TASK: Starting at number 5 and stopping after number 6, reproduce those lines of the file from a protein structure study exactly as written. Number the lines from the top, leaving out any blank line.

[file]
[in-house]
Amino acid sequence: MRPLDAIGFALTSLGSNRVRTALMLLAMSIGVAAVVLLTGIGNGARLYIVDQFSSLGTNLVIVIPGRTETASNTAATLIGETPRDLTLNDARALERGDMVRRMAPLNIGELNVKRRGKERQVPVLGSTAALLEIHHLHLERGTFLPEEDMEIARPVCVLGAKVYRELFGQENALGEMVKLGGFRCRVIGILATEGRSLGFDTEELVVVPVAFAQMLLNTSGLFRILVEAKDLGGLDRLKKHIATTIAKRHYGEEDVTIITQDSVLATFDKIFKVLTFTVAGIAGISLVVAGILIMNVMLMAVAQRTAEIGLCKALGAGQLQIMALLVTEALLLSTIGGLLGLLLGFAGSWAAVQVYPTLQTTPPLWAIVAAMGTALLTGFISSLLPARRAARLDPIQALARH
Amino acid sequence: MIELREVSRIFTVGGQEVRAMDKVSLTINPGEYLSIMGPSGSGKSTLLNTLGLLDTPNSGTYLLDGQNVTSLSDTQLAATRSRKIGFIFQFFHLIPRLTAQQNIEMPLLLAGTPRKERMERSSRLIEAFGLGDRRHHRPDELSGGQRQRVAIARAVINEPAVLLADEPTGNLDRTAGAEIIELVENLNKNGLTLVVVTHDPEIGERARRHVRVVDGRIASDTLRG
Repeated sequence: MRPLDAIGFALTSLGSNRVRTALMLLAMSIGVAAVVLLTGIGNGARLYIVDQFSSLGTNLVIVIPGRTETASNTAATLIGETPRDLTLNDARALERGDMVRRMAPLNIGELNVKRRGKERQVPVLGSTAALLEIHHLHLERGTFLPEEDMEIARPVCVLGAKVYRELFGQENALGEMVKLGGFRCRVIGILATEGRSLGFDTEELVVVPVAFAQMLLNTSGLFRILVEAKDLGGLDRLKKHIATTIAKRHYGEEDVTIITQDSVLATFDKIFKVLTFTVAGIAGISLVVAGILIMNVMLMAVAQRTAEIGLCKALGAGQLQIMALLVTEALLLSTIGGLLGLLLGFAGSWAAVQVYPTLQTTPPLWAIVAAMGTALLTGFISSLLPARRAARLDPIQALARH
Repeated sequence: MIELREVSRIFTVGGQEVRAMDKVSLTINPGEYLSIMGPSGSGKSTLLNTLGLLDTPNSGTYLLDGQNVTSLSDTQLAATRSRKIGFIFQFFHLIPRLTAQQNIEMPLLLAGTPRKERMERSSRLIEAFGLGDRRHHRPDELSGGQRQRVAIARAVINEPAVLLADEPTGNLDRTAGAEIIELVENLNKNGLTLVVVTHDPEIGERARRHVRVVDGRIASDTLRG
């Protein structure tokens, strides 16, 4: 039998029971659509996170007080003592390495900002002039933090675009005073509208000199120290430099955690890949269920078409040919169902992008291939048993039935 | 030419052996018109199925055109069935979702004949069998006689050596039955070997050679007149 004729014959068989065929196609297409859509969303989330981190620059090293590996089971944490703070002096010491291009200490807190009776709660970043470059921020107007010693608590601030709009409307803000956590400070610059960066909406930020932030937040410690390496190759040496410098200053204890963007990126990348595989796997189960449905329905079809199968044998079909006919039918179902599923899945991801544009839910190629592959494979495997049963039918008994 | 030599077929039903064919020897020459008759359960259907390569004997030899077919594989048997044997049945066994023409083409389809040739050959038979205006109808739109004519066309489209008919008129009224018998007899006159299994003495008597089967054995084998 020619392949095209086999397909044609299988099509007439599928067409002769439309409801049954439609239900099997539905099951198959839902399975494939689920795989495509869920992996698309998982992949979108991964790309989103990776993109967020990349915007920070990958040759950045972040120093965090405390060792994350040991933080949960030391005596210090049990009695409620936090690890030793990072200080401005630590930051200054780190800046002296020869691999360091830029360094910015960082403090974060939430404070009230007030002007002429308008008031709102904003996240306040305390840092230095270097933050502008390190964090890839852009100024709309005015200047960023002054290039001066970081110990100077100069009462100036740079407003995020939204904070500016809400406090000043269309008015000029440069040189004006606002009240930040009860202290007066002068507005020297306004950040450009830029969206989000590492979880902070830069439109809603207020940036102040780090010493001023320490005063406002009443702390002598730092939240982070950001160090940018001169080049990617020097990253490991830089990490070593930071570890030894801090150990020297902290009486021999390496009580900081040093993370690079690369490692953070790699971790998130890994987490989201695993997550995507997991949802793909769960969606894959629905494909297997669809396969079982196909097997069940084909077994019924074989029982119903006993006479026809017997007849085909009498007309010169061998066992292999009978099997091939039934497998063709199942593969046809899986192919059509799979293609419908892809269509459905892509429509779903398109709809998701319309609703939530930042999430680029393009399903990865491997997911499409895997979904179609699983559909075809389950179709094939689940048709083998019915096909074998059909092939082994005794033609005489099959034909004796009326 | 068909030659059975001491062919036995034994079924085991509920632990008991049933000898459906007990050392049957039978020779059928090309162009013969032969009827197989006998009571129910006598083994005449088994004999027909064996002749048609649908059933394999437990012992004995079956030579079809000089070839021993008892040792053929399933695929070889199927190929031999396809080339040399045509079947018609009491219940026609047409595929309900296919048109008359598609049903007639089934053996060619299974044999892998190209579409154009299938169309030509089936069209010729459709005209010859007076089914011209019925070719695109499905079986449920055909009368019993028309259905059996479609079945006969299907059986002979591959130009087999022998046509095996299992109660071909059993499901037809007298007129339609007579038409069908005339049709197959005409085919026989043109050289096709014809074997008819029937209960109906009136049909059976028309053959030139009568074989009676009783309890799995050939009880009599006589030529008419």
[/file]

Repeated sequence: MIELREVSRIFTVGGQEVRAMDKVSLTINPGEYLSIMGPSGSGKSTLLNTLGLLDTPNSGTYLLDGQNVTSLSDTQLAATRSRKIGFIFQFFHLIPRLTAQQNIEMPLLLAGTPRKERMERSSRLIEAFGLGDRRHHRPDELSGGQRQRVAIARAVINEPAVLLADEPTGNLDRTAGAEIIELVENLNKNGLTLVVVTHDPEIGERARRHVRVVDGRIASDTLRG
């Protein structure tokens, strides 16, 4: 039998029971659509996170007080003592390495900002002039933090675009005073509208000199120290430099955690890949269920078409040919169902992008291939048993039935 | 030419052996018109199925055109069935979702004949069998006689050596039955070997050679007149 004729014959068989065929196609297409859509969303989330981190620059090293590996089971944490703070002096010491291009200490807190009776709660970043470059921020107007010693608590601030709009409307803000956590400070610059960066909406930020932030937040410690390496190759040496410098200053204890963007990126990348595989796997189960449905329905079809199968044998079909006919039918179902599923899945991801544009839910190629592959494979495997049963039918008994 | 030599077929039903064919020897020459008759359960259907390569004997030899077919594989048997044997049945066994023409083409389809040739050959038979205006109808739109004519066309489209008919008129009224018998007899006159299994003495008597089967054995084998 020619392949095209086999397909044609299988099509007439599928067409002769439309409801049954439609239900099997539905099951198959839902399975494939689920795989495509869920992996698309998982992949979108991964790309989103990776993109967020990349915007920070990958040759950045972040120093965090405390060792994350040991933080949960030391005596210090049990009695409620936090690890030793990072200080401005630590930051200054780190800046002296020869691999360091830029360094910015960082403090974060939430404070009230007030002007002429308008008031709102904003996240306040305390840092230095270097933050502008390190964090890839852009100024709309005015200047960023002054290039001066970081110990100077100069009462100036740079407003995020939204904070500016809400406090000043269309008015000029440069040189004006606002009240930040009860202290007066002068507005020297306004950040450009830029969206989000590492979880902070830069439109809603207020940036102040780090010493001023320490005063406002009443702390002598730092939240982070950001160090940018001169080049990617020097990253490991830089990490070593930071570890030894801090150990020297902290009486021999390496009580900081040093993370690079690369490692953070790699971790998130890994987490989201695993997550995507997991949802793909769960969606894959629905494909297997669809396969079982196909097997069940084909077994019924074989029982119903006993006479026809017997007849085909009498007309010169061998066992292999009978099997091939039934497998063709199942593969046809899986192919059509799979293609419908892809269509459905892509429509779903398109709809998701319309609703939530930042999430680029393009399903990865491997997911499409895997979904179609699983559909075809389950179709094939689940048709083998019915096909074998059909092939082994005794033609005489099959034909004796009326 | 068909030659059975001491062919036995034994079924085991509920632990008991049933000898459906007990050392049957039978020779059928090309162009013969032969009827197989006998009571129910006598083994005449088994004999027909064996002749048609649908059933394999437990012992004995079956030579079809000089070839021993008892040792053929399933695929070889199927190929031999396809080339040399045509079947018609009491219940026609047409595929309900296919048109008359598609049903007639089934053996060619299974044999892998190209579409154009299938169309030509089936069209010729459709005209010859007076089914011209019925070719695109499905079986449920055909009368019993028309259905059996479609079945006969299907059986002979591959130009087999022998046509095996299992109660071909059993499901037809007298007129339609007579038409069908005339049709197959005409085919026989043109050289096709014809074997008819029937209960109906009136049909059976028309053959030139009568074989009676009783309890799995050939009880009599006589030529008419």